Thursday, June 16, 2016

Crafting before we go....

We head out early tomorrow morning for a full day of travel.  I thought it would be fun to share two travel accessories that I made for our trip.  First, is eye masks for myself and Kyan.  (the other two Rees family members did not want one :) They are lined with a soft green fabric and I followed this free Craftsy tutorial with some tweaks. (No quilt batting as I preferred a less bulky feel) I have my fingers crossed that this will improve my ability to sleep on the plane....

And this passport holder was a hack of this pattern.   The outside (pictured below) has a pocket for your boarding passes so all can be kept together. I think following an actual pattern would have made the overall structure slightly more refined but I'm happy with the end result and I'm sure it will be an improvement over my rubber band method from last year.

Next time I'm in this space I'll be writing from France.  Au revoir!

Friday, June 10, 2016

France Books

We are a week out from leaving for France.  My furious reading schedule is still in full swing with two books waiting for me at the library.  I'm not sure if I'll get them thoroughly read, I may have to skim them but here is what I've read and what I'm taking with me to read in France.

I read two non-fiction books that were my favourites so far.
Paris Letters by Janice MacLeod is a modern day story of a woman dissatisfied with her corporate L.A life who makes a plan and heads to Paris.  And what happens to her there?  Well she finds the love of her life of course.  It is a light read, not too heady and I would recommend it as a fun summer story.  Perfect for the beach or a Paris street side cafe.

The Olive Farm by Carol Drinkwater was captivating.  Along the lines of A Year in Provence but written from the perspective of a woman and with way more ups and downs, this is a story of a couple buying a farm near Cannes in the south of France and all the trials and tribulations it holds. Something about Drinkwater's perspective was addictive to me and she has written 3 or 4 follow-ups which I am excited to read.  My library has all of them so I may wait and read them when we return but if I can't wait I will buy a Kindle copy of the second book while in France.

The Paris Wife by Paula McLain was the novel that I have enjoyed the most so far.  I love historical fiction and McLain made Ernest Hemmingway's first wife Hadley a sympathetic and well rounded character. The only downside to reading it was that I have avoided other stories from the same period. And I hesitate to read A Moveable Feast Ernest Hemmingway's memoir from his time in Paris because I didn't want to get stuck in one era's perspective of the city.

There is an extensive list here of titles I have read and the 50 plus books I have complied.  So far I am bringing Paris, France by Gertrude Stein, All the Light We Cannot See by Anthony Doer and Camille Claudel: A Life by Odile Ayral-Clause.  Two of these I will read on my iPad, the Stein book is very slim so it will travel well.  Luckily I can access my library remotely and so can download ebooks in France if I need more material.  I usually prefer hard copies but for larger books or travelling ebooks are so convenient. The lovely thing about travelling to France is that book lovers can find almost any type of book to enhance their experience before going there or while travelling there.  What an inspiring country!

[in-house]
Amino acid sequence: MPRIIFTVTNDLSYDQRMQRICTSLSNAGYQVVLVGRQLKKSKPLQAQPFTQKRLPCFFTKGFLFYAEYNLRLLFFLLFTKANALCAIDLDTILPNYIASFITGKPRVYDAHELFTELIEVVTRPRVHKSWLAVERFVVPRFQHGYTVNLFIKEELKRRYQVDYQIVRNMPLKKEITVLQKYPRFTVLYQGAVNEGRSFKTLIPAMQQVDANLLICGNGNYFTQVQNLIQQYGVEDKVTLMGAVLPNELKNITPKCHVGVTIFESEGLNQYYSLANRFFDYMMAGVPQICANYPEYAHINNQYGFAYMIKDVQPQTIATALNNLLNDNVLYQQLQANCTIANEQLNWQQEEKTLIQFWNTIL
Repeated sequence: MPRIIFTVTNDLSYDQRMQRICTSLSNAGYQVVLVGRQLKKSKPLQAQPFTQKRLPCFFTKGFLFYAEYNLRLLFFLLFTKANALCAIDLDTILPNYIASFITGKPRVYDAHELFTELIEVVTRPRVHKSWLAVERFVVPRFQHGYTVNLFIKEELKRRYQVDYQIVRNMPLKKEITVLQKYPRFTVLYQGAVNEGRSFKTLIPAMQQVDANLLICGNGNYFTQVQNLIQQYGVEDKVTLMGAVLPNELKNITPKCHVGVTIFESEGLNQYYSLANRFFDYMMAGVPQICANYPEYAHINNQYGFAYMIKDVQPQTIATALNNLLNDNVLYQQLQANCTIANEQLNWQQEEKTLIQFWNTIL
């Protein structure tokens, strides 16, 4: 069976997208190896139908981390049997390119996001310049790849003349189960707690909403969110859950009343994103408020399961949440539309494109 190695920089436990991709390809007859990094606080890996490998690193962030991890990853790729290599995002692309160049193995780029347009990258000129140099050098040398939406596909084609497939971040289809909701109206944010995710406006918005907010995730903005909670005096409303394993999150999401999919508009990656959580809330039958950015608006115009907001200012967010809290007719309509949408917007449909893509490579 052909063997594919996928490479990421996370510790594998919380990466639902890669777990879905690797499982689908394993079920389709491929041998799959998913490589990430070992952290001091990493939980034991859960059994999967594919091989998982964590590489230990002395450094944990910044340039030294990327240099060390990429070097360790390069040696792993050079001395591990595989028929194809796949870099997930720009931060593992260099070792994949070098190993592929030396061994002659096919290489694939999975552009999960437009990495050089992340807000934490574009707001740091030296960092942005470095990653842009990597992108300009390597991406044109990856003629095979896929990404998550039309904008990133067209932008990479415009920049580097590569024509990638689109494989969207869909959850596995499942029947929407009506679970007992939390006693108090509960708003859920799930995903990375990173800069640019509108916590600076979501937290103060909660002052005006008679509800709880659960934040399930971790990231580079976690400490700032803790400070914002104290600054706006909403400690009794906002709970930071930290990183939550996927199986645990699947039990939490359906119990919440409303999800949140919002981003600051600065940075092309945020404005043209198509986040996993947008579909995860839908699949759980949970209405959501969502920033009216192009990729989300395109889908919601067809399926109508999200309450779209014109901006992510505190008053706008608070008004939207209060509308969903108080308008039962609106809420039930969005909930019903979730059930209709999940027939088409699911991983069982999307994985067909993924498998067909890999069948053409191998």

Thursday, June 2, 2016

Paris France Books for Kids

Finding great books to read the boys in preparation for our trip to France this summer has been more challenging than it was to find books about London England last year.  Perhaps literature is lost in translation here but we have had some hits and misses.  Picture books have been more of a hit than the literature we have tried.

Our favourite so far has been:  A Walk in Paris by Salvatore Rubbino.

It was current and the illustrations are detailed.  There is a great sense of the city conveyed in terms of culture and scale.

This is Paris by Miroslav Sasek was published in 1959 and the book has a quaint and retro vibe.  It presents the city as it was in the 50's (with a few asterisks with updates at the back in the new version) so it may mislead kids slightly but that can help them to understand the effects of time on a place.

We read this adaptation of the Humpback of Notre Dame which was not great.  I have not read Victor Hugo's full version but I can't say that I am interested in reading it after the adaptation.  My 8 year old found the story boring and it was way over my 5 year old's head.  I found little to grasp on to myself as the story is too brutal and fatalistic by far.
And we are a few chapters into and adaptation of The Three Musketeers by Alexandre Dumas.  I'm enjoying this one more but the language is lofty for the younger set.  I think it may be more suitable for pre-teens and teens.

We are travelling to Normandy and visiting the Canadian D-Day beach during our northern leg of the trip. D-Day Landings: The Story of the Allied Invasion by Richard Platt is an introduction for the boys, helping them to understand the role of the soldiers and the planners of the allied invasion.  I hesitate to talk about war to them, but history has many sides. One of their great grandfathers landed on Juno beach so it is part of our familial history as well.

We read The Magical Garden of Claude Monet by Laurence Anholt in the past and will be visiting Giverny and I recommend it for anyone wanting to impart the magic of his garden.  The story sets up a wonderful contrast between metropolitan Paris and Monet's rural oasis.

I will share another post with some adult book recommendations before we leave.  I am currently reading at a break neck pace with no end in sight.  As novels and non-fiction about France and Paris are abundant.   My Goodreads list only scratches the surface of what is available.